Today, Playa Vista is pursuing a plan for its development that is "smaller and greener than the master plan envisioned about a decade ago," the company says on its website. The new plan contains less than half the number of residential units, a third less office space and nearly 70 percent less retail area. Along with these reductions is an increase in parks and open space - from 50 percent to 70 percent of the 1,086 acres that encompass the entire Playa Vista development.

This reduction in development is made possible by Playa Vistas agreement with the Trust for Public Land, which allows the state of California to purchase land west of Lincoln Boulevard for preservation as open space.


The west bluffs of Ballona Wetland from as seen from east of Lincoln Boulevard (Photo courtesy West Bluffs Conservation Committee)
The acquisition takes on added importance since some 95 percent of the original coastal wetlands in Southern California have been destroyed or degraded. As a result, the Ballona wetlands have been the subject of numerous lawsuits by those who objected to its development. Over the past 30 years, saving it has become a primary focus for environmentalists and community members.

Legislation authored by Assemblyman George Nakano, a Torrance Democrat, re-appropriates $25 million from Proposition 12 that was earmarked for the Ballona Wetlands, and sets the stage for the full restoration of these wetlands.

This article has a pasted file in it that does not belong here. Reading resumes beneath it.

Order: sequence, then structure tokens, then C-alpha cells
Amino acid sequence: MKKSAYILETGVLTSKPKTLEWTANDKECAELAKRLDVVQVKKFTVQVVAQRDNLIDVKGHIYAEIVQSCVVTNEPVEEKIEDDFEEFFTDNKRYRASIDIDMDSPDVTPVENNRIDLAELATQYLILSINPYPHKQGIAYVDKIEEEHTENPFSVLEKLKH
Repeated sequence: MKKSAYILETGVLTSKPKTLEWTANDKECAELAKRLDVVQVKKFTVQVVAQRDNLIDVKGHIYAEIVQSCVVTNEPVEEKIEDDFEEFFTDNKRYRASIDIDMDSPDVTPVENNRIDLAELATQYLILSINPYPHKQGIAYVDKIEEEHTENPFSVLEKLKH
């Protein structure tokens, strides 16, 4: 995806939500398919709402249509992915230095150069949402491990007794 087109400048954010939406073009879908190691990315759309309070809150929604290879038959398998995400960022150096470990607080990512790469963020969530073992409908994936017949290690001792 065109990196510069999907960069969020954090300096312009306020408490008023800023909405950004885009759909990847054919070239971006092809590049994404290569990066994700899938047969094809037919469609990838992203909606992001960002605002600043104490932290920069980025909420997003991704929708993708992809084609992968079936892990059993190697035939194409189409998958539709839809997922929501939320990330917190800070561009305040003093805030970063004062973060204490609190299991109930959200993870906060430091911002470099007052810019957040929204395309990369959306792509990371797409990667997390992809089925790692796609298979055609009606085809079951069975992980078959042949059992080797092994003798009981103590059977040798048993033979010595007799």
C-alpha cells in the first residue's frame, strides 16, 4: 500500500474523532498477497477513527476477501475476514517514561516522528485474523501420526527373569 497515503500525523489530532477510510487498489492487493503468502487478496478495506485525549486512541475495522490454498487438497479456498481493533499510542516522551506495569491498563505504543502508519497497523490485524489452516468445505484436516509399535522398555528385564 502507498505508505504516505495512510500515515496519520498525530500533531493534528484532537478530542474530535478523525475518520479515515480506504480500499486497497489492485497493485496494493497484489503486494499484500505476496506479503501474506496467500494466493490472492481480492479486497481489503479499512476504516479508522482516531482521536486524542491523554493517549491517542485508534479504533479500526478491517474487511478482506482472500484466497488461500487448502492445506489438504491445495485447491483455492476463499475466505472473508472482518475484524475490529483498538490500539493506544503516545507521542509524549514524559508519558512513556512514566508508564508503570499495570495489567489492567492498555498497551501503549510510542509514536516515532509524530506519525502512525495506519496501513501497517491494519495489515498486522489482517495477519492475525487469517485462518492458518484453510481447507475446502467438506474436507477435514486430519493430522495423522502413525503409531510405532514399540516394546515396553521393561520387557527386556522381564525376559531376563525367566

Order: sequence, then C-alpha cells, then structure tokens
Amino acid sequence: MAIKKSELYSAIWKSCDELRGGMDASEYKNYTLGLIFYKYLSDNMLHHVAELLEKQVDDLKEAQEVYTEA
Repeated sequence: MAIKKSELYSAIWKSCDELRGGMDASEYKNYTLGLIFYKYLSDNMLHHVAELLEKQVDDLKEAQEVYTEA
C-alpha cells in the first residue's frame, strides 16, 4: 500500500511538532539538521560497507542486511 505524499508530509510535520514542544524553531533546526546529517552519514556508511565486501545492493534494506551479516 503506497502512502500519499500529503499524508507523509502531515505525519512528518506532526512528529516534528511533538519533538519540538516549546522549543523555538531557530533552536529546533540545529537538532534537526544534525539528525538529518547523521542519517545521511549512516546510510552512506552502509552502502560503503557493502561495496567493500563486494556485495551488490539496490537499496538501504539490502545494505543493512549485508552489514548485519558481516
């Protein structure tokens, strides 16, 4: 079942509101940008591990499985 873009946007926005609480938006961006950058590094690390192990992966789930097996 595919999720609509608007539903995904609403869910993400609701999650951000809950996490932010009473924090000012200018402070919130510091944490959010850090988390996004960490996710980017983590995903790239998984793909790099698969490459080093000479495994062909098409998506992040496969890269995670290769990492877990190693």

The Coastal Conservancy will oversee that restoration beginning with a five year planning process that will involve full participation by the public.

"This is a dream come true for the people of Los Angeles," said California Secretary for Resources Mary Nichols, who praised the Trust for Public Land, a nonprofit organization that was instrumental in securing an option on the land and will maintain the land once it is acquired. "This acquisition will provide open space, recreation and education opportunities for the public, and a home for many species for whom this will be an oasis in the heart of a dense urban setting."

The acquisition provides congested Southern California with habitat for endangered and threatened species including the California brown pelican and Belding's savannah sparrow.

The area is a local nesting site of the great blue heron and habitat for at least 10 species of reptile and amphibian species. More than 90 native species of bird were sighted at the wetlands over last seven months.

"This land is very valuable real estate, and big developers like Playa Capital have pushed for years to build on it for their own profit," said Susannah Churchill of Environment California which was involved in the struggle to save the Ballona wetlands. Californians now and in the future will have Governor Davis to thank for the protection for some of the state's last remaining wetlands."

The acquisition of the Ballona Wetlands complements other important acquisitions in the Los Angeles area, including saving the $65 million acquisition of Cornfield and Taylor Yards, the largest remaining open space in downtown Los Angeles, and the $41 million acquisition of Vista Pacifica in Baldwin Hills, which will now be joined directly to the Ballona Wetlands through bicycle trails.